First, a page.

2004, May 22: Madrid, Spain: Former South African president Nelson Mandela and his wife Graca Machel landed in Madrid for the wedding, as did former Czech President Vaclav Havel and the presidents of Portugal, Colombia, El Salvador and Nicaragua. Royalty arriving in Madrid included Dutch Queen Beatrix, the kings and queens of Belgium and Sweden, the Aga Khan and the crown princes of Norway and Bahrein. About 30 heads of state or government as well as scores of royalty were expected to attend the wedding.
2004, July 5: ANKARA (IRIN) - The Aga Khan arrived in Tajikistan on Sunday as part of six-day visit to that country and its mountainous neighbour, Kyrgyzstan, where he will lay the cornerstones for two of three campuses for the future University of Central Asia (UCA), the world's first internationally chartered institution of higher education.
In the heart of Old Cairo, on the edge of a slum, a park is born. Yasmine El-Rashidi watches a phoenix emerge from the ashes. Cairo is a city of streets, pavements and apartment blocks. A city committed to tarmac and concrete, with a very low tolerance for nature and open space. Not only does it have no equivalent of London's Hyde Park or New York's Central Park, but even a truncated version of those urban gardens has always seemed an unlikely eventuality. But we should remember that the city's relentlessly urban texture is a relatively recent phenomenon.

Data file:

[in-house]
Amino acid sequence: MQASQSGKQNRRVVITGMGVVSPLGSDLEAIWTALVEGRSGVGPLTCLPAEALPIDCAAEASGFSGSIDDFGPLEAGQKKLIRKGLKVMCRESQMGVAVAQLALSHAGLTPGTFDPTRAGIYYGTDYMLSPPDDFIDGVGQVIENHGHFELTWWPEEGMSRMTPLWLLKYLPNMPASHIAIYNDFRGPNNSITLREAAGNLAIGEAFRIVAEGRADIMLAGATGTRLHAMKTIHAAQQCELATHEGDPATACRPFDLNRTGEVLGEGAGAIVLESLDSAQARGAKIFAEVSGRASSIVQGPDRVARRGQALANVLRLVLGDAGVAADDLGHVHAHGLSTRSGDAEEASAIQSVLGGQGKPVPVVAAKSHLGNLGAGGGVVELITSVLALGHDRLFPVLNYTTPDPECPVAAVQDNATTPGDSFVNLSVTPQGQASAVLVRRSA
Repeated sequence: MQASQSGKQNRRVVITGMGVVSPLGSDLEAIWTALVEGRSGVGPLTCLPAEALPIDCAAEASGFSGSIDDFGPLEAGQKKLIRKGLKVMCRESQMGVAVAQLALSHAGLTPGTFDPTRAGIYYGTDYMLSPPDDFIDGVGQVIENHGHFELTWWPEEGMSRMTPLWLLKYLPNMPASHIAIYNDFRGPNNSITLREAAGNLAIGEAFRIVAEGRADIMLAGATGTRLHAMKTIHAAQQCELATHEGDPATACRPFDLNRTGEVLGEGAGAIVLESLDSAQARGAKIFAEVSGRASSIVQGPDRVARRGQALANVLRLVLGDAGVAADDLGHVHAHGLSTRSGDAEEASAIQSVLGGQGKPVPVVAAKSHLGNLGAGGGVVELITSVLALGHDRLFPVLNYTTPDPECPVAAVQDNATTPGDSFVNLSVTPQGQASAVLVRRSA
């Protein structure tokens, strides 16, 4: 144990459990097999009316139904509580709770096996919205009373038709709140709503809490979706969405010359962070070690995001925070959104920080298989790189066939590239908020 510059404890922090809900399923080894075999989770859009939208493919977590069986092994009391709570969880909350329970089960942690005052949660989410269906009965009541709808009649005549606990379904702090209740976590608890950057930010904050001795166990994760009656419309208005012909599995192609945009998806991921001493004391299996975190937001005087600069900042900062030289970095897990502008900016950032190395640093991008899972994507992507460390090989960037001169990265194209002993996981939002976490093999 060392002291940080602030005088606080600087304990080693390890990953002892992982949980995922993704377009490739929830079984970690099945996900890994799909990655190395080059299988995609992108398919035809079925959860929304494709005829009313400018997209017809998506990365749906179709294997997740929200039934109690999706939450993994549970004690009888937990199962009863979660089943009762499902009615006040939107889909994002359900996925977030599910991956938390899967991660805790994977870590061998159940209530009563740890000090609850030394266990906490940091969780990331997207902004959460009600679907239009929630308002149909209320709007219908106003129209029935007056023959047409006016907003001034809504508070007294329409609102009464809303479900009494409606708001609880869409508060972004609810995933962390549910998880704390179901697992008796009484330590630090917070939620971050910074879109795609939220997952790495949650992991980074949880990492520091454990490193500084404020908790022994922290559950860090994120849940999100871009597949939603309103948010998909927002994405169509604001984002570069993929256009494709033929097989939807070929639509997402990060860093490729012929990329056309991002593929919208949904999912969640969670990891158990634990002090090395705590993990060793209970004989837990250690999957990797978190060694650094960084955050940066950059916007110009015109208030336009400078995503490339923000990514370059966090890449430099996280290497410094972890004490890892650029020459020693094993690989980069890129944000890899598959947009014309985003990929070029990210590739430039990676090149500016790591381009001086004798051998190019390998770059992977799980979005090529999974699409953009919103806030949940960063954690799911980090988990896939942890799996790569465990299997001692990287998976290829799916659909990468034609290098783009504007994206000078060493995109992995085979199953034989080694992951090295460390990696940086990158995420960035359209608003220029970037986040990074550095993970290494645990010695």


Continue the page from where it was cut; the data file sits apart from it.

2004, Novembre 28: NEW DELHI: As the Humayun tomb glowed like a jewel, the 9th Aga Khan Architecture Awards were presented by the Aga Khan in the presence of Prime Minister Manmohan Singh
2004, May 21: He didn't attract as much attention as the Dalai Lama. He rarely does. But by the time he had slipped in and out of Ottawa on his private jet, the Aga Khan, spiritual leader of the world's 15 million Imami Ismaili Muslims, had given the city, and the country, a major gift. The Geneva-born imam, who is now based just outside Paris, has announced the creation of the Global Centre for Pluralism, which will be based in Ottawa.
2004, June 18: TORONTO - The biggest global threat is not failed states but failed democracies, the Aga Khan told a graduating class at the University of Toronto yesterday afternoon. The 49th hereditary spiritual leader of the Shia Ismaili Muslims appealed to the class of teacher graduates at Convocation Hall yesterday to instil in their students the virtues of pluralism, meritocracy and civil society - three pillars on which successful democracies are built.
The Aga Khan (L) talks to U.S. Secretary of State Colin Powell as German Chancellor Gerhard Schroeder (R) arrives for a family picture during a break at the conference of international donors for Afghanistan in Berlin March 31, 2004. Afghan President Hamid Karzai urged international donors not to let Afghanistan revert to a "haven for drugs and terrorists" at the start of a conference on Wednesday at which it is seeking over $27 billion in aid.